Esther Solondz: So Lightly Here
January 5 – 27 at Gallery NAGA
January’s winter stillness is mirrored by the quietude and restraint of Esther Solondz’s work inside Gallery NAGA.
So Lightly Here is on exhibition from January 5 through 27. A reception for the artist and the public will be held at the gallery on Friday, January 5 from 6 to 8 pm.
The continuing evolution of Esther Solondz’s fascination with and experimentation with transformative materials is expressed in her new work. For the past ten years, she’s worked with substances that, over time, turn themselves into something else: dripping salt water that forms stalagmites, iron filings that rust to leave a suggestive image. This installation is comprised of materials one might assume would go unnoticed, but in fact these are exactly the things Solondz is most interested in.
In her home in New Hampshire, where Solondz spends the summers, she started noticing more closely the remnants and traces of animals and insects. Ants would invade her mudroom and crows were eating her berries. Instead of working to extinguish their existence, she used them to create art. She placed paper on the ground onto which she placed paper cups full of sugar water. The ants would be attracted to the sugar water, get trapped in the cups, and the crows would then come and eat the ants. When the sugar water was gone and the ants had all been eaten, Solondz found tracks and marks surrounding the cups. It was, in essence, a performance, the residue from which became the art.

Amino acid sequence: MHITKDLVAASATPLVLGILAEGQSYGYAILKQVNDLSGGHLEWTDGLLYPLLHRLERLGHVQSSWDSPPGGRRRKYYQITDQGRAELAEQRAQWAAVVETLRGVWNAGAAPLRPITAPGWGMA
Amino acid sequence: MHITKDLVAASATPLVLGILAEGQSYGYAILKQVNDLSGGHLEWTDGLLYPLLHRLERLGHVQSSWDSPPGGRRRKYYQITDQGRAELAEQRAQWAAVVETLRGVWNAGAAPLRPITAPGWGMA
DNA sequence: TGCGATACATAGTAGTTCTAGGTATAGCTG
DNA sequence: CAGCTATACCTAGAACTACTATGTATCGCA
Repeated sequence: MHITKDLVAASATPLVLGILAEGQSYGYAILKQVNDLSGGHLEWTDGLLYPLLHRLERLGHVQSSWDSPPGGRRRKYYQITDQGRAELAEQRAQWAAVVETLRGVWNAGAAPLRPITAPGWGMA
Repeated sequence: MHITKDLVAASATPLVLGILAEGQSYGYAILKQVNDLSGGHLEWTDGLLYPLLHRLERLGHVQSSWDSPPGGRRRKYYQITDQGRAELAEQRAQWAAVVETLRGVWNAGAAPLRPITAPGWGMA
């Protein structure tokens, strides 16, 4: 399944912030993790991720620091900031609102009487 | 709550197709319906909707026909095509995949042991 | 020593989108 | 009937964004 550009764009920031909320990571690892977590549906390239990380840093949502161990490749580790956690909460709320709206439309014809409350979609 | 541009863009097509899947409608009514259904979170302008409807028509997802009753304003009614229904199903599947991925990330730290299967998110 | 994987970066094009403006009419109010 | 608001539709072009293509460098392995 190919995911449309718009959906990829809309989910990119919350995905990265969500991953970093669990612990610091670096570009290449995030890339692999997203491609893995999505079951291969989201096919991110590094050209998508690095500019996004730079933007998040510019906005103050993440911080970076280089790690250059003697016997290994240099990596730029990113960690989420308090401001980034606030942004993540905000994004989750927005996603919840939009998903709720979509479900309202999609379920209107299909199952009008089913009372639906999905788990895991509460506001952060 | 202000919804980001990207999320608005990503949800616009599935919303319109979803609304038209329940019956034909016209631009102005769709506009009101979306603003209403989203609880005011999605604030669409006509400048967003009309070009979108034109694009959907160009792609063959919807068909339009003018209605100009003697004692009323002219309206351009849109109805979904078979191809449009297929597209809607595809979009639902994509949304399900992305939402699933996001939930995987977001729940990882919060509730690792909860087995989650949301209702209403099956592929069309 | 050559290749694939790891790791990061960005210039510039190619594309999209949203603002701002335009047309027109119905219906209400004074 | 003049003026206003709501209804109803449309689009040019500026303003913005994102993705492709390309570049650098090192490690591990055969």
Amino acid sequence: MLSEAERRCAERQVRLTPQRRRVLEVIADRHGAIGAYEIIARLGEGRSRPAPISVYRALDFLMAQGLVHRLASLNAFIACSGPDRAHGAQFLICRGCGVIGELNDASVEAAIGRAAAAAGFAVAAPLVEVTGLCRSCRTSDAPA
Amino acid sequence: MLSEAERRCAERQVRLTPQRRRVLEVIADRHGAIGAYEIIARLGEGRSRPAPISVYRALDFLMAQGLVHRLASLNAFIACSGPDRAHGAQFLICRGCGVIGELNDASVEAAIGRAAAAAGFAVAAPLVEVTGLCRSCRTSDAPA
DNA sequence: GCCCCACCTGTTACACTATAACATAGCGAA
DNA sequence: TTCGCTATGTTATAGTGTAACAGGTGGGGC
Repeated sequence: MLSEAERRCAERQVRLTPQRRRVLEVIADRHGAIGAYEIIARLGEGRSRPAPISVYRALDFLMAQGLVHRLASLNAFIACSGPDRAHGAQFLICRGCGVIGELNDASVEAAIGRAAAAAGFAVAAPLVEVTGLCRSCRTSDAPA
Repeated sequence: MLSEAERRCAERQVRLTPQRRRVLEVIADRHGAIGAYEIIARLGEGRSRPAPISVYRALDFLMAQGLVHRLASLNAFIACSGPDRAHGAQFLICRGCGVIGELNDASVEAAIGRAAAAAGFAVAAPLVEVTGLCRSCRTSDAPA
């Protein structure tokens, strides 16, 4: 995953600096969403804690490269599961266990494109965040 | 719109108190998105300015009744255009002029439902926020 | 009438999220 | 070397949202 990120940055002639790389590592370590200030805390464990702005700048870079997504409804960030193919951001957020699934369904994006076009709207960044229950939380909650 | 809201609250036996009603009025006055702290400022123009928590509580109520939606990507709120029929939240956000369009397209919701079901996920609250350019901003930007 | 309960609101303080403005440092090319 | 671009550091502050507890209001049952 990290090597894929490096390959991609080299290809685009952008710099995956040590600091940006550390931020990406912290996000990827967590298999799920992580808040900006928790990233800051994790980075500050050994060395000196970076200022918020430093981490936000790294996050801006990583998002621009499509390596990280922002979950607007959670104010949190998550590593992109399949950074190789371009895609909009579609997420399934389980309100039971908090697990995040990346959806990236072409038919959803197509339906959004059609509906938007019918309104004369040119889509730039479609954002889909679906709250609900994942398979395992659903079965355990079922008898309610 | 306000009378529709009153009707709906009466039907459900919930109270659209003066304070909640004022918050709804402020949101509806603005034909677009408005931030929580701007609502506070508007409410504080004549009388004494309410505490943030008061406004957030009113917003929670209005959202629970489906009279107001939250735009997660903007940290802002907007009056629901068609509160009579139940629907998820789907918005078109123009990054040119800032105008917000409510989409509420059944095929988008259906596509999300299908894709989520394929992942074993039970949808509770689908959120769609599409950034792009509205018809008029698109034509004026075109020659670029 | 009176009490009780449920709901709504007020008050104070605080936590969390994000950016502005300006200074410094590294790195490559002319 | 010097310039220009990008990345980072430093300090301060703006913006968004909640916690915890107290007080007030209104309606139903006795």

In another piece, she suspended a large piece of paper over a nearby pond, just barely touching the surface. After weeks she took the paper down and noticed skid marks across the surface, traces, she believes, of the water bugs inhabiting the pond.
Solondz is also drawn to the experimental nature of materials and how they change over time. Vials and jars filled with plants, flowers, soap, and a multitude of other substances sit on tables in her studio. Some are bubbling, while others objects appear suspended as if they’ve been there for a hundred years. These sealed experiments are fragile and temporary like most of what Solondz is interested in. What they leave behind, are, as she says, so lightly here.